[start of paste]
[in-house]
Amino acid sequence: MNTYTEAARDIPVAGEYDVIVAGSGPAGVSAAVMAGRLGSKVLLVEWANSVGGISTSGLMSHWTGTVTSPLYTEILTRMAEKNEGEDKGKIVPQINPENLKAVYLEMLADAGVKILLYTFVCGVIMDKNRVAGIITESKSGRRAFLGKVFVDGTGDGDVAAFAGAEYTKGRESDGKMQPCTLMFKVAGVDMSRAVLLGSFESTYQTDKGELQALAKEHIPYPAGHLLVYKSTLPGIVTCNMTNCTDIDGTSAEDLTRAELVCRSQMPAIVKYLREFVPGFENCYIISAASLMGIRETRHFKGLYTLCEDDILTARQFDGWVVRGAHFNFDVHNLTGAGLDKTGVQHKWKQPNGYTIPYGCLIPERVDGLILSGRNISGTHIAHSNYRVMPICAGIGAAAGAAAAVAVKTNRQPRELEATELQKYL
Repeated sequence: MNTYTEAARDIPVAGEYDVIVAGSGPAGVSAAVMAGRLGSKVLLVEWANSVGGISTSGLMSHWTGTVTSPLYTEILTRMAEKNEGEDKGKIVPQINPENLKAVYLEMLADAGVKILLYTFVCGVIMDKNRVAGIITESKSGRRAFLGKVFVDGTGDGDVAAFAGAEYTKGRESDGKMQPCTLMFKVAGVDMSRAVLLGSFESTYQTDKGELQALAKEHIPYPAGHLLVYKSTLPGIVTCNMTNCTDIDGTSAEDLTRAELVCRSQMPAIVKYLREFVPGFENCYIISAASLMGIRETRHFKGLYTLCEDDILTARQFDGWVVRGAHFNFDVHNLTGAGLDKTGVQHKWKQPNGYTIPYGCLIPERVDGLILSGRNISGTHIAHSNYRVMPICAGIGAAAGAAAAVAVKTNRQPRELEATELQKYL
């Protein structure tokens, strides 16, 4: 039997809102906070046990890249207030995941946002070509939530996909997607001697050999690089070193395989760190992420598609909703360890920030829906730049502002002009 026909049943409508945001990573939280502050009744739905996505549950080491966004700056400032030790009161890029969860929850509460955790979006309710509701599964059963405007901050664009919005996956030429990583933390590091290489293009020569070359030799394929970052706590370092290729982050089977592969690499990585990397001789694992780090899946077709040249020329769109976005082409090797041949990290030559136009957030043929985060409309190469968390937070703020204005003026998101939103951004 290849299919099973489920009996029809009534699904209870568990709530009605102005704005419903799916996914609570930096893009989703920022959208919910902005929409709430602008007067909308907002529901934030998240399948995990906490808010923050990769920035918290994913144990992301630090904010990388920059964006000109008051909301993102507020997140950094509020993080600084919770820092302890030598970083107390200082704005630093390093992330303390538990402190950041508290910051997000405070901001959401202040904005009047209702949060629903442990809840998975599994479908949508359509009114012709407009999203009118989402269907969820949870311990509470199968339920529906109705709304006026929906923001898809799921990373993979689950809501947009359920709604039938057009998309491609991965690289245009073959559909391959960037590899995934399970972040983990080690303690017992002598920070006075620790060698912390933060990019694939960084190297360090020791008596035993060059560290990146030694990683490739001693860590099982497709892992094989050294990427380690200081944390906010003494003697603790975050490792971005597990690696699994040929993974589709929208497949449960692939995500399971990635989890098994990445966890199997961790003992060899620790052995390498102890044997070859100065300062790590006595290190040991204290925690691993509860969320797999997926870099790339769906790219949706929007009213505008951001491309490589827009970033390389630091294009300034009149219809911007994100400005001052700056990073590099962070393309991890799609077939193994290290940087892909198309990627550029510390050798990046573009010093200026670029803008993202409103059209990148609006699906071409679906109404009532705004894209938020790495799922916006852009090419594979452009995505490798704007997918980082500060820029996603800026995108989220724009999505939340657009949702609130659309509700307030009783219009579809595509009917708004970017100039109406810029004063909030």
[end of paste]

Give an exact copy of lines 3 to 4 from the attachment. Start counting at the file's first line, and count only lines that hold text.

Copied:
Repeated sequence: MNTYTEAARDIPVAGEYDVIVAGSGPAGVSAAVMAGRLGSKVLLVEWANSVGGISTSGLMSHWTGTVTSPLYTEILTRMAEKNEGEDKGKIVPQINPENLKAVYLEMLADAGVKILLYTFVCGVIMDKNRVAGIITESKSGRRAFLGKVFVDGTGDGDVAAFAGAEYTKGRESDGKMQPCTLMFKVAGVDMSRAVLLGSFESTYQTDKGELQALAKEHIPYPAGHLLVYKSTLPGIVTCNMTNCTDIDGTSAEDLTRAELVCRSQMPAIVKYLREFVPGFENCYIISAASLMGIRETRHFKGLYTLCEDDILTARQFDGWVVRGAHFNFDVHNLTGAGLDKTGVQHKWKQPNGYTIPYGCLIPERVDGLILSGRNISGTHIAHSNYRVMPICAGIGAAAGAAAAVAVKTNRQPRELEATELQKYL
């Protein structure tokens, strides 16, 4: 039997809102906070046990890249207030995941946002070509939530996909997607001697050999690089070193395989760190992420598609909703360890920030829906730049502002002009 026909049943409508945001990573939280502050009744739905996505549950080491966004700056400032030790009161890029969860929850509460955790979006309710509701599964059963405007901050664009919005996956030429990583933390590091290489293009020569070359030799394929970052706590370092290729982050089977592969690499990585990397001789694992780090899946077709040249020329769109976005082409090797041949990290030559136009957030043929985060409309190469968390937070703020204005003026998101939103951004 290849299919099973489920009996029809009534699904209870568990709530009605102005704005419903799916996914609570930096893009989703920022959208919910902005929409709430602008007067909308907002529901934030998240399948995990906490808010923050990769920035918290994913144990992301630090904010990388920059964006000109008051909301993102507020997140950094509020993080600084919770820092302890030598970083107390200082704005630093390093992330303390538990402190950041508290910051997000405070901001959401202040904005009047209702949060629903442990809840998975599994479908949508359509009114012709407009999203009118989402269907969820949870311990509470199968339920529906109705709304006026929906923001898809799921990373993979689950809501947009359920709604039938057009998309491609991965690289245009073959559909391959960037590899995934399970972040983990080690303690017992002598920070006075620790060698912390933060990019694939960084190297360090020791008596035993060059560290990146030694990683490739001693860590099982497709892992094989050294990427380690200081944390906010003494003697603790975050490792971005597990690696699994040929993974589709929208497949449960692939995500399971990635989890098994990445966890199997961790003992060899620790052995390498102890044997070859100065300062790590006595290190040991204290925690691993509860969320797999997926870099790339769906790219949706929007009213505008951001491309490589827009970033390389630091294009300034009149219809911007994100400005001052700056990073590099962070393309991890799609077939193994290290940087892909198309990627550029510390050798990046573009010093200026670029803008993202409103059209990148609006699906071409679906109404009532705004894209938020790495799922916006852009090419594979452009995505490798704007997918980082500060820029996603800026995108989220724009999505939340657009949702609130659309509700307030009783219009579809595509009917708004970017100039109406810029004063909030």